Narrator: She would later regret this decision.

I had a wonderful buzz going on, I was in Prague with some great people, I had a cute outfit on, what could possibly go wrong?

Well, it was hot, like real hot. And when the wine sweats started, it all went downhill from there despite the uphill trek to the castle.

TIP: Do not finish a bottle of wine before walking to the castle.


We came across U Sedmi Svabu by pure accident. The clouds looked like they were about to burst. We were parched from the walk over from Prague 2. Then, a pub in a dungeon appeared. I mean even just typing pub in a dungeon makes me giggle. Much like the rest of our time at U Sedmi Svabu.

Tucked away on a non-conspicuous street, the door to the tavern lies. Inside there are numerous levels of arched medieval walls and wood planked tables. A walk to the bathroom gives view of the actual dungeon below equipped with its very own Sally the Skeleton.


The first thing you’ll reach before the gates of Prague Castle is a square of equally pretty buildings. Here you can catch the changing of the guards procession every day at noon.

Enter the gates (and metal detectors) and you’re inside the vast complex that is Prague Castle, dating back to 9th century. After seeing a fountain, courtyard, and small garden walk through the white arched tunnel.


You’ll see the mammoth doors of the St. Vitus Cathedral before anything else. As you inch towards the edge of the tunnel, you’ll look up to the see the sprawling spires of the cathedral, seemingly reaching toward the heavens.


I say secret not because these gardens are actually secret, but because I stumbled upon them on my first trip by accident. Then on the second trip, my friend spotted it from above while we were walking along the castle walls. After walking around in circles trying to find what we “swear” we just saw, we magically ran into it. And by running into it I mean there’s a tall concrete wall circling it with a wee door on the side.

It wasn’t until about 20 minutes ago, thanks to my Google search of “secret garden Prague” (apparently I’m not the only who has deemed it as such), did I find out this truly magical place with its hedge mazes, peculiar art, and white peacocks actually does in fact have a name – Wallenstein Palace Gardens.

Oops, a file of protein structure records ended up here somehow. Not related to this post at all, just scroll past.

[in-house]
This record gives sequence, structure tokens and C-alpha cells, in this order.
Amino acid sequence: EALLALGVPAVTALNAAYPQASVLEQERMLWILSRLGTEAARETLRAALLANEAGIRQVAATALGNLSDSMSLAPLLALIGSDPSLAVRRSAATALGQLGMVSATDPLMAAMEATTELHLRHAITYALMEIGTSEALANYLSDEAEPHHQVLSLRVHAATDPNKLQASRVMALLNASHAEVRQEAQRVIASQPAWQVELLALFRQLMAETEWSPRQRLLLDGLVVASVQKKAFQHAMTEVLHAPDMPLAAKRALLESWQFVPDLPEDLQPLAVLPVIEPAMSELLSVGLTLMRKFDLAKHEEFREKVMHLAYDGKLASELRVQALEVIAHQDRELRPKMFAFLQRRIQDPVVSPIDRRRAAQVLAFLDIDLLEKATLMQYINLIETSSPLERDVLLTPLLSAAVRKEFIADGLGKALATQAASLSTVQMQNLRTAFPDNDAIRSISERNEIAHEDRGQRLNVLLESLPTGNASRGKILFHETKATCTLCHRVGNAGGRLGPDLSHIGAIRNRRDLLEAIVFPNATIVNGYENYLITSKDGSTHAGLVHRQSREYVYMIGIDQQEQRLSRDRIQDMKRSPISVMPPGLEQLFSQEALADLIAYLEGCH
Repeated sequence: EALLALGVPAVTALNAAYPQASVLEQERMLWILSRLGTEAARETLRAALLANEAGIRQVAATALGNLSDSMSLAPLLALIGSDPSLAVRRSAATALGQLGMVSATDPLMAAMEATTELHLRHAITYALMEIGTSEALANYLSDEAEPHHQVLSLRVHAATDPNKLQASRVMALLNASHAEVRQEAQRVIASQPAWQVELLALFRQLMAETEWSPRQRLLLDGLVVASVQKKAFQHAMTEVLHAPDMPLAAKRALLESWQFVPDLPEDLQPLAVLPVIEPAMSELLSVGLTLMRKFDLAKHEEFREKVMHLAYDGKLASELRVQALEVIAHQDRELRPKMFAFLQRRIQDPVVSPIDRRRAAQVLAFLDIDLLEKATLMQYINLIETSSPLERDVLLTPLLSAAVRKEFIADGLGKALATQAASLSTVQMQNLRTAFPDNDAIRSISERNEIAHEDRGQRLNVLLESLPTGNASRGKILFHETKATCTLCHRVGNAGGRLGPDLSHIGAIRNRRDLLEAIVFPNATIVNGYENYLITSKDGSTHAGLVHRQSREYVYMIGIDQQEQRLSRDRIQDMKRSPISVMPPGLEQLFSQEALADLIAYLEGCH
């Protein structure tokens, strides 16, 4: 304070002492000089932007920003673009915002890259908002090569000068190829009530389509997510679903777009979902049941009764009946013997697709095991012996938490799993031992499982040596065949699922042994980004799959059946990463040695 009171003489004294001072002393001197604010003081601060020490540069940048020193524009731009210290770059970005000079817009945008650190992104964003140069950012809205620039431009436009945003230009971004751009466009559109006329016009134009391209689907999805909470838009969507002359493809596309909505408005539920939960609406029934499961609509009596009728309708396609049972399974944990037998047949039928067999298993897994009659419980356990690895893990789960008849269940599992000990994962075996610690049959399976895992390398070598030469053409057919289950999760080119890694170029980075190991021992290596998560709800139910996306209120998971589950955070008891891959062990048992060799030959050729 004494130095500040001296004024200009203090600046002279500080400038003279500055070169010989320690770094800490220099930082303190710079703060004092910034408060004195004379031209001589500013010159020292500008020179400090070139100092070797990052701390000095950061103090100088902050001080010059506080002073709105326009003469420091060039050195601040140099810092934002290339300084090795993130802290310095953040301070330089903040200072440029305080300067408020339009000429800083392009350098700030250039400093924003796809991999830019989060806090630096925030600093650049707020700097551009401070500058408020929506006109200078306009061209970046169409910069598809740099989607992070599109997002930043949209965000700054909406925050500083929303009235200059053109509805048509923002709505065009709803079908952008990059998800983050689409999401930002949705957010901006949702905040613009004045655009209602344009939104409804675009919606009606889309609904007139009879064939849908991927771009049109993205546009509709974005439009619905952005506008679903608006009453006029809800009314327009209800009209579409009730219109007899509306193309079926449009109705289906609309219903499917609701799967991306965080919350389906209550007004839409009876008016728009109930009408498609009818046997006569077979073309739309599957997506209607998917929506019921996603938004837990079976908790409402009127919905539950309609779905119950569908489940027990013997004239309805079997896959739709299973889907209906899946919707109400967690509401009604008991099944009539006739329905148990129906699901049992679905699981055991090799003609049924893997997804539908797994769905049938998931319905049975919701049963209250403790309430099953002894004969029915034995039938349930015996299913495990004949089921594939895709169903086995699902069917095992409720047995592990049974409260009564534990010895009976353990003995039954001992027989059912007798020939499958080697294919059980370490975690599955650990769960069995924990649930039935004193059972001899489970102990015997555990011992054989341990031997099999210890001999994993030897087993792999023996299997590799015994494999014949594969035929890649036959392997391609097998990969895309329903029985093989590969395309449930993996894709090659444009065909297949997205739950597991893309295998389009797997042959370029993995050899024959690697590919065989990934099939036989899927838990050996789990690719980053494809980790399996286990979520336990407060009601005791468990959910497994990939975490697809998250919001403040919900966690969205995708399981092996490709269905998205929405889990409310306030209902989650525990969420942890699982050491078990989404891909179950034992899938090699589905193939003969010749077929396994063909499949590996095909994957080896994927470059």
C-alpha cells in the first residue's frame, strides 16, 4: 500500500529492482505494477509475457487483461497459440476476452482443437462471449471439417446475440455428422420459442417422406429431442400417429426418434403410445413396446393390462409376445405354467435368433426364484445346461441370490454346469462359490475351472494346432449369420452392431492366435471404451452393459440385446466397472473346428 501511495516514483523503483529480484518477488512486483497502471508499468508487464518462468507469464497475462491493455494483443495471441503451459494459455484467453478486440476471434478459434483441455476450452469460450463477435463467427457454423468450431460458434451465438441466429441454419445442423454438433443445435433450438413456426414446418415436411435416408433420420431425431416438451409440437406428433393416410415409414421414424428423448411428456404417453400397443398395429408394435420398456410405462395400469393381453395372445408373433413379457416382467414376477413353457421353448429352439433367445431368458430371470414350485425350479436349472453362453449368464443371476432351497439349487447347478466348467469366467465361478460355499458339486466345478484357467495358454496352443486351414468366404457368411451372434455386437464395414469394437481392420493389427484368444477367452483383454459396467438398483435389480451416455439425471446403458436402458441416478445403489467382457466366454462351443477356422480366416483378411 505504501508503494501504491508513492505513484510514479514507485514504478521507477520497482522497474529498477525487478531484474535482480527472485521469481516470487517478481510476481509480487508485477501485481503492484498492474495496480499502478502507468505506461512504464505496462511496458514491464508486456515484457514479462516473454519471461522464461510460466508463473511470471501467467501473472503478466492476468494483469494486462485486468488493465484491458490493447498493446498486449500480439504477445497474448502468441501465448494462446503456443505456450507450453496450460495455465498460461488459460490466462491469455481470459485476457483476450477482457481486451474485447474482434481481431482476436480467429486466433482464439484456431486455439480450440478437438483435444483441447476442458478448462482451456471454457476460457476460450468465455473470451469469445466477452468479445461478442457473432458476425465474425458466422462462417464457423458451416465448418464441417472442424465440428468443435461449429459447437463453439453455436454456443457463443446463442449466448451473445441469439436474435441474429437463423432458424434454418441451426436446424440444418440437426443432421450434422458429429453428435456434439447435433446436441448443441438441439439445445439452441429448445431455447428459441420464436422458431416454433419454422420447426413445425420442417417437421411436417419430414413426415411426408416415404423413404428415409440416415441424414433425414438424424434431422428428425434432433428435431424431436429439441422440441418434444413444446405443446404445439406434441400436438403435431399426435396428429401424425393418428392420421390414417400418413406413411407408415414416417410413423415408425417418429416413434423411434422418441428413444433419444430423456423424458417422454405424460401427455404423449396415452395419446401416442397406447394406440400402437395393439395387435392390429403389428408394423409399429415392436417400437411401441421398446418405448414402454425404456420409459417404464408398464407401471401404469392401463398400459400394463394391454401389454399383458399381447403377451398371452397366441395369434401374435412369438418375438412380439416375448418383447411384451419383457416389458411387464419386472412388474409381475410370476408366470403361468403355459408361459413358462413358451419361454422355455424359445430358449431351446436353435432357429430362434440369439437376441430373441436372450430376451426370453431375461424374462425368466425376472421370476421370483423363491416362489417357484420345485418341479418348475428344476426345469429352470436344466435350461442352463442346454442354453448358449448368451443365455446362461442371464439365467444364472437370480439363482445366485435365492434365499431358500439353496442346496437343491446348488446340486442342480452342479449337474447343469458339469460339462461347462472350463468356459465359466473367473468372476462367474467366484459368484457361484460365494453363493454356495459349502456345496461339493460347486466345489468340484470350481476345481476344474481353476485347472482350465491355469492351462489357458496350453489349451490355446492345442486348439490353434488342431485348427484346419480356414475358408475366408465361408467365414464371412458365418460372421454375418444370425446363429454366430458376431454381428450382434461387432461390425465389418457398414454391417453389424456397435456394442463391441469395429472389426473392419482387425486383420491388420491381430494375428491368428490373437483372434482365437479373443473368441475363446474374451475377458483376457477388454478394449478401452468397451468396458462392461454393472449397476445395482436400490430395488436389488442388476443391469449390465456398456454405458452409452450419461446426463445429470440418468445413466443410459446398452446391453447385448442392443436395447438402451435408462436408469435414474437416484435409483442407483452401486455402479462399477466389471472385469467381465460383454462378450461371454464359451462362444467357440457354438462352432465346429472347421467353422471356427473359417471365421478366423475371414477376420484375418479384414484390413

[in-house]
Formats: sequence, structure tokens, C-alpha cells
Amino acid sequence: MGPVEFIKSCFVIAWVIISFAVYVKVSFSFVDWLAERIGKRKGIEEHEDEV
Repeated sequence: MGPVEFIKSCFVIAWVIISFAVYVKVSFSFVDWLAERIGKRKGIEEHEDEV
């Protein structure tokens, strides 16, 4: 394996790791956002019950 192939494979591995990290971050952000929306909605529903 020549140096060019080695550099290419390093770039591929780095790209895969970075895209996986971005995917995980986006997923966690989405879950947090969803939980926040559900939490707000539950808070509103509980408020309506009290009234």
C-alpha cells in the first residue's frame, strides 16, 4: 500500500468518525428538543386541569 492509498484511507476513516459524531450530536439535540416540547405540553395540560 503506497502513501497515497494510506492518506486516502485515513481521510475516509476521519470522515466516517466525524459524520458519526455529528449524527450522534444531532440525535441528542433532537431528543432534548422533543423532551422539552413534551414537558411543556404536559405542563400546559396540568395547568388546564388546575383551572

It’s a bit of a trek from the castle but believe me when I say Letna Beer Garden is more than worth it. Czech people love their pilsner, and pilsner (along with a couple other varieties) you will find here. Also the beer is very cheap, like almost the price of water cheap.

Move over Germany, did you know the Czech drink more beer per capita than anywhere else in the world? But how could you not with beer gardens set in trees overlooking a sprawling cityscape. The park surrounding the beer garden is also worth a venture. Note, outside alcohol beverages are not allowed here so hope you like beer.

P.S.: The fried cheese here is superb.



On the walk back from Letna Beer Garden, don’t miss hanging out at the giant red metronome. Not only is this a cool chill spot for locals, the history behind it is pretty dope.

The metronome and its adjacent skate park is situated in the hills overlooking the sprawling cityscape of Prague. However what once stood here was a giant statue of Stalin. Like I’m talking largest-representation-of-Stalin-in-the-world huge. The artist who created the mammoth Stalin killed himself the day before the unveiling, if that tells you anything.

Shortly after when the Soviet union collapsed, the statue was taken down with 800 kg of explosives. The base was then used to erect the giant red metronome that overlooks Prague today, symbolizing the struggle of the Czech people under Soviet rule.